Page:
I for one, have never been able to sit still. I need to dance, to fly, to exercise, to be physically engaged, to garden, to plant vegetables, to cook, to clean my own house. Is it all an expenditure of physical energy? Yes. But it is also the creation of more physical energy. Is it practical and time-consuming to cook every meal I eat and to cook for those I love? Yes. But it also keeps me connected to the sun rising and setting, to nature, to a core definition of nurturing one’s body. It is a balm to a modern autopilot life.
I imagined myself sitting in the audience in 1915, delivering Ms. Gildersleeve’s lines myself…
What outlets are to be found during these years for the average healthy, intelligent, energetic graduate of private school or college, who feels that she must have some useful work to do and who cannot possibly endure an idle, futile existence as a social parasite, however pampered and petted? p. 366
…and it struck me as being unfortunate that, 98 years later, we still do not understand that women and men are essentially no different in their need to fully use and explore their talents and abilities and brains and bodies—whether that need be called “feminine” energy or “masculine” energy it should matter not. Why would an intelligent culture waste either resource?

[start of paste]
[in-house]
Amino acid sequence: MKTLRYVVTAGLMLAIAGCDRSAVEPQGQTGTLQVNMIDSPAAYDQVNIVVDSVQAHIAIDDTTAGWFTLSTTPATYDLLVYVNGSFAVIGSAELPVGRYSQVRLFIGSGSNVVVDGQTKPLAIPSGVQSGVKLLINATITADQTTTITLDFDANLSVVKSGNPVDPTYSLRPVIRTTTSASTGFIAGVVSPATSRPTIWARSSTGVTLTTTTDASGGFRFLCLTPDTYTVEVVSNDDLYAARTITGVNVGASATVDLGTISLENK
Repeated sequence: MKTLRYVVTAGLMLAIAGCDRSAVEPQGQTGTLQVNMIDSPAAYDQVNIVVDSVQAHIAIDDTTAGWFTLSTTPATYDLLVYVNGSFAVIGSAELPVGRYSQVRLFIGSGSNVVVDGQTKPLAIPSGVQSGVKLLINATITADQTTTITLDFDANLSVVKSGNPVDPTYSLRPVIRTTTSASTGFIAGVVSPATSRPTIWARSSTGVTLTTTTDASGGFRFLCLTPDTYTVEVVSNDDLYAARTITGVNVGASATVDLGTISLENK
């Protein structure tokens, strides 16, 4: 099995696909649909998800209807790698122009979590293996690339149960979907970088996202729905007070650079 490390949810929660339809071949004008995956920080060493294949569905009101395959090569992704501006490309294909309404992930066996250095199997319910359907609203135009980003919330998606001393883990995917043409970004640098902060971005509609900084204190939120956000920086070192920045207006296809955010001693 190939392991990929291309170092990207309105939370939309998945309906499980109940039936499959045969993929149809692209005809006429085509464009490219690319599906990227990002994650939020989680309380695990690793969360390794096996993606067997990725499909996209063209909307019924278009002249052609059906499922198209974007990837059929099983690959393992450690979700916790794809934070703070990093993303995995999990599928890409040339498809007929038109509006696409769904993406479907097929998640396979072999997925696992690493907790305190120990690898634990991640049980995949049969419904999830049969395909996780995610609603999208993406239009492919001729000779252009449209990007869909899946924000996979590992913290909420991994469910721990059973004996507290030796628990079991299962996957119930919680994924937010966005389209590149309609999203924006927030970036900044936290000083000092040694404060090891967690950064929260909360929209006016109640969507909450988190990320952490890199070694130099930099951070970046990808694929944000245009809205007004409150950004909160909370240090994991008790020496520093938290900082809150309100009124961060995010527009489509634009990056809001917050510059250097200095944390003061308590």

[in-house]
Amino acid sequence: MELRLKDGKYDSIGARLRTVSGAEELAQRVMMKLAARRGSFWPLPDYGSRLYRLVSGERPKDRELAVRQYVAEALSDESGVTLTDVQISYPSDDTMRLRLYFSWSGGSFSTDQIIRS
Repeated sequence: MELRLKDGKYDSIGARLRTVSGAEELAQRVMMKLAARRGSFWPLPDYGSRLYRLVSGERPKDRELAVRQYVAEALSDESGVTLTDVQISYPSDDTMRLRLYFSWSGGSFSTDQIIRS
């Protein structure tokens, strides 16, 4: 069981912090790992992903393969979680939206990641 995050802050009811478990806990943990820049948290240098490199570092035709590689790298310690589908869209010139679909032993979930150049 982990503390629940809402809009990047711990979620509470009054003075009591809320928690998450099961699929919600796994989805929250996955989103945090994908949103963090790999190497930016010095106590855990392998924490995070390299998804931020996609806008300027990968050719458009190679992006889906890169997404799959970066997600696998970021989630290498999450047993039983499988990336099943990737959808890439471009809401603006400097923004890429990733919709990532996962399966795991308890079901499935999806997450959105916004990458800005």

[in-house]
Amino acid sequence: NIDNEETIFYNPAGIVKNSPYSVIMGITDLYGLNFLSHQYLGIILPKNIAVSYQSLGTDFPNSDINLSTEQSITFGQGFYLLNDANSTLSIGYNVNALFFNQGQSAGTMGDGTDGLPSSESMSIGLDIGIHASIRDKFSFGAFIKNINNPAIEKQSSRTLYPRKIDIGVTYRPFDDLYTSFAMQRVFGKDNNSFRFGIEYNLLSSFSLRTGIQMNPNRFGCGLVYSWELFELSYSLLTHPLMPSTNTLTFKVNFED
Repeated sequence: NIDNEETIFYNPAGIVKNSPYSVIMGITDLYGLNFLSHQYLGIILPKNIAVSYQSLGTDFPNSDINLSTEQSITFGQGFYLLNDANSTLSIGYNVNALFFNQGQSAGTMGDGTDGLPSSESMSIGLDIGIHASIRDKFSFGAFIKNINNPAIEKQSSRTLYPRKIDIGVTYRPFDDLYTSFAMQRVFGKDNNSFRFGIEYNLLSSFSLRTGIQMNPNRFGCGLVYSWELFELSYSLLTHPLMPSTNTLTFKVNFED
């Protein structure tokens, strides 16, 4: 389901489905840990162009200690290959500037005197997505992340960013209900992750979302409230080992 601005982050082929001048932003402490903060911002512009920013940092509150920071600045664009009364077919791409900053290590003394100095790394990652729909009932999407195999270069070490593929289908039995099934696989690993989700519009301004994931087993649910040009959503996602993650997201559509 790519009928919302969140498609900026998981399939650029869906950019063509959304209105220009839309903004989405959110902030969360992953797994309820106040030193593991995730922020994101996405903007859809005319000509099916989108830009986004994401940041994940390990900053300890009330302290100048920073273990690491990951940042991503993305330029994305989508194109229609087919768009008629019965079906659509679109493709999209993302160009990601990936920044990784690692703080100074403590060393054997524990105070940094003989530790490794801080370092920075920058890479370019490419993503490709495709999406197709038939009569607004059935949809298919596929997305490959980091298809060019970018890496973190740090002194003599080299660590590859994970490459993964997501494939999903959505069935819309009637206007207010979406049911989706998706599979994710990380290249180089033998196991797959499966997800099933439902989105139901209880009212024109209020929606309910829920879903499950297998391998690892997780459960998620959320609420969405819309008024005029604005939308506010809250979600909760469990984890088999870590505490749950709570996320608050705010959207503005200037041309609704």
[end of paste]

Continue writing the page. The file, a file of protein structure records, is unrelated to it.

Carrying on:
When I read…
My second pleas to the alarmed observes of “feminism” is for their realization that these more or less superficial changes in the organization of the household, the economic and social system of the community, and the occupations of women, will not change those fundamental emotions which through all the ages have swayed the souls of women and of men. The real “new woman” is not a fear-some monster planting a bomb beneath the family hearthstone, but at heart a well intentioned creature, trying to work out, amid new and rather perplexing conditions, a situation in which human happiness may best prosper, and the old, kindly human affections find full and free play. p. 375
….I wondered whether it would take another 98 years before the genders realize how interdependent and interconnected they are.
I won’t reveal what became of Virginia Gildersleeve. You can discover that for yourself at the below link:
You can’t always get what you want, mmm!
But if you try sometimes you just might find
You just might find, that ya…
Get what you need, Oooh, yeah!
– You Can’t Always Get What You Want, The Rolling Stones, 1969
NOTE: A version of this post was published on my Women. Our Time Has Come. blog on Google+ on June 22, 2013. I have updated it here, given the importance of the current #MeToo Movement.